That led me to another interesting research question, which is, what do religious people think about science and specifically, what do Christians think about science and scientists? My colleague, Christopher Scheitle, and I set out to understand that set of questions and we did a little survey experiment. We introduced information about Francis Collins who’s a very committed Christian and we introduced information to our respondents about Richard Dawkins, who is a very committed and outspoken atheist, and champion of what some called the new atheist. We found that actually, most people didn’t know of either Francis Collins or Richard Dawkins. We were very surprised. So I thought there are people in the general public who don’t know about Richard Dawkins or Francis Collins.
But another layer of findings was that when they did get information about these two and their backgrounds and particularly their views on religion, the general public thought that Dawkins was much more typical than Collins. So they thought Dawkins is what they see as a typical scientist, a very committed outspoken atheist, and Collins is fairly atypical and further yet when they were introduced with information about Collins, they then were a bit less likely to see a conflict between religions and science. So most people don’t know about these famous scientists, most people who when they do hear about them, think Dawkins is more typical, but Collins does have some power in helping people see less of a conflict between science and religion.
Ted Olsen: Learning about Dawkins doesn’t change people’s perception of the relationship between science and religion and that’s largely because people maybe have a slightly negative view of the religion and science relationship but talking about Collins does say I guess that there is more collaboration possible with religion and science. Is that right?
Elaine Ecklund: Exactly. This is something that has a lot of public input, potentially, especially both in the science and the faith community. The public trust in science is really important and we see that with the vaccine and some of my research has shown that it’s not so much that the public doesn’t trust science it’s that they don’t trust scientists as a people group. They think that they might not share the same values that the general public does and especially religious people and particularly evangelical Christians are especially hesitant about trust and scientists.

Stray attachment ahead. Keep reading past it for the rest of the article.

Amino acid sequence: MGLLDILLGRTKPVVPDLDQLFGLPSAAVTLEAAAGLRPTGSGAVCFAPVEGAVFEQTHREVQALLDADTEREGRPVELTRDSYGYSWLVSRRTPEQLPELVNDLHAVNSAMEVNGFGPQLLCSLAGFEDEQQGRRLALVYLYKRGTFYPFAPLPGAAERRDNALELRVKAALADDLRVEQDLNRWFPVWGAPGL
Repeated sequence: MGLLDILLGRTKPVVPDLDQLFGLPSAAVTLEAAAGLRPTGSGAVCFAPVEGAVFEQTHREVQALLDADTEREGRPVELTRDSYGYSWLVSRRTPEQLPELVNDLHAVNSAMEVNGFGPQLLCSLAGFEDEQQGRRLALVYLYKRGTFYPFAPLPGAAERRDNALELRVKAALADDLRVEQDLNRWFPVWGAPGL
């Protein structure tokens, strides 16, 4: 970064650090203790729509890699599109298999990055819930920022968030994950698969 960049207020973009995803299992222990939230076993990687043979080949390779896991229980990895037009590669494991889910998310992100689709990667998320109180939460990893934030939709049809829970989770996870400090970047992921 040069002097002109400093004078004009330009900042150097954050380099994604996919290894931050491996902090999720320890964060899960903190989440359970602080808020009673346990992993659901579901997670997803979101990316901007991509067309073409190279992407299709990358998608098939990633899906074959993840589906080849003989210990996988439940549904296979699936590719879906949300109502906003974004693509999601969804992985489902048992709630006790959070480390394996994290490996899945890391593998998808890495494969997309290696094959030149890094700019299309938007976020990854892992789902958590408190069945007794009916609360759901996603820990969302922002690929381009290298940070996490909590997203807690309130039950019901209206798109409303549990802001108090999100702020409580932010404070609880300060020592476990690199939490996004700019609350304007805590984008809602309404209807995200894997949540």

My colleagues and I started thinking, how could you start to solve that? Maybe based on these Collins findings, if there are scientists we share an identity with, where we’re both Christians and I’m a scientist and you’re not, maybe because we share that Christian identity, you will be likely to trust what I have to say scientifically.
So I started thinking about the possibility of using these social science findings to do some more intervention work within particular kinds of faith communities.
When someone becomes a star or a celebrity scientist, does that necessarily reflect on how mainstream they are within the scientific community themselves?
Elaine Ecklund: With relationship to Collins in my first study of scientists, attitudes towards religion, when Collins was brought up without me even priming people or asking them directly about him, he was brought up mostly in a neutral or positive light.
He’s done amazing scientific work, but he also has this Christian personal private thing on the side. So the sort of independence model of seeing the science and faith relationship. I may think he’s kind of kooky personally, but I’m fine with his scientific work, I respect him. Or people thought that Collins was able to relate to a piece of the general public, the religious general public that other scientists were not and they were kind of pleased by that so were grateful for someone out there like Collins who relates to them when they could not. When Richard Dawkins was brought up, his scientific work was also very much respected by other scientists as far as I could tell but some scientists, even atheist scientists themselves wondered about Dawkins’…